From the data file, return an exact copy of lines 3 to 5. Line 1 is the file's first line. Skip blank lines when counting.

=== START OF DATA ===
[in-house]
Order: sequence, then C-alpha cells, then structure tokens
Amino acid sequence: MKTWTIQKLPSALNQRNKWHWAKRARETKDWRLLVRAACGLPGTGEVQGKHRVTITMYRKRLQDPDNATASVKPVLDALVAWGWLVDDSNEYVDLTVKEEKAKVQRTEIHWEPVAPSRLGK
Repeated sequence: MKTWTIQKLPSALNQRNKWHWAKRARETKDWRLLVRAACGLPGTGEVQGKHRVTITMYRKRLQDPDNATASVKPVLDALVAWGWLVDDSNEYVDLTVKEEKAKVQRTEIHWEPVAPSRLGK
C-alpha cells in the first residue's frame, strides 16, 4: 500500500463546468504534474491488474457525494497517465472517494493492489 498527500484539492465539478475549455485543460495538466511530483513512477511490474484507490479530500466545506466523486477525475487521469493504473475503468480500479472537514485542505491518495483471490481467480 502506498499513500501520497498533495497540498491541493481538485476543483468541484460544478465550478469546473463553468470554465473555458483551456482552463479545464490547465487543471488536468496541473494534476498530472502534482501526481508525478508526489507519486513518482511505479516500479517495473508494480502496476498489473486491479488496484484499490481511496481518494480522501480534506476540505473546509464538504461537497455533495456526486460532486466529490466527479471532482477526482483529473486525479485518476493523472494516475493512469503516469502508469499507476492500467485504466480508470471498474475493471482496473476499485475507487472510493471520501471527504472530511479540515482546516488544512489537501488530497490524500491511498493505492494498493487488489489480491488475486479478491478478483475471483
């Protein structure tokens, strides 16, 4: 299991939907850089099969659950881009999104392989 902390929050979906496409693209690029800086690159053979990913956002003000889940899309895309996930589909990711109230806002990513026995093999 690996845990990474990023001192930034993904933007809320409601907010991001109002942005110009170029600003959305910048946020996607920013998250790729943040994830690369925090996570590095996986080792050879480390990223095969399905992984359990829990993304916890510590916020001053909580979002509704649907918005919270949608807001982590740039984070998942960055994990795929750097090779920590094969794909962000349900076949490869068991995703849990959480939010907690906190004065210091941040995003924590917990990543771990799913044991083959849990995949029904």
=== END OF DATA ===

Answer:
Amino acid sequence: MKTWTIQKLPSALNQRNKWHWAKRARETKDWRLLVRAACGLPGTGEVQGKHRVTITMYRKRLQDPDNATASVKPVLDALVAWGWLVDDSNEYVDLTVKEEKAKVQRTEIHWEPVAPSRLGK
Repeated sequence: MKTWTIQKLPSALNQRNKWHWAKRARETKDWRLLVRAACGLPGTGEVQGKHRVTITMYRKRLQDPDNATASVKPVLDALVAWGWLVDDSNEYVDLTVKEEKAKVQRTEIHWEPVAPSRLGK
C-alpha cells in the first residue's frame, strides 16, 4: 500500500463546468504534474491488474457525494497517465472517494493492489 498527500484539492465539478475549455485543460495538466511530483513512477511490474484507490479530500466545506466523486477525475487521469493504473475503468480500479472537514485542505491518495483471490481467480 502506498499513500501520497498533495497540498491541493481538485476543483468541484460544478465550478469546473463553468470554465473555458483551456482552463479545464490547465487543471488536468496541473494534476498530472502534482501526481508525478508526489507519486513518482511505479516500479517495473508494480502496476498489473486491479488496484484499490481511496481518494480522501480534506476540505473546509464538504461537497455533495456526486460532486466529490466527479471532482477526482483529473486525479485518476493523472494516475493512469503516469502508469499507476492500467485504466480508470471498474475493471482496473476499485475507487472510493471520501471527504472530511479540515482546516488544512489537501488530497490524500491511498493505492494498493487488489489480491488475486479478491478478483475471483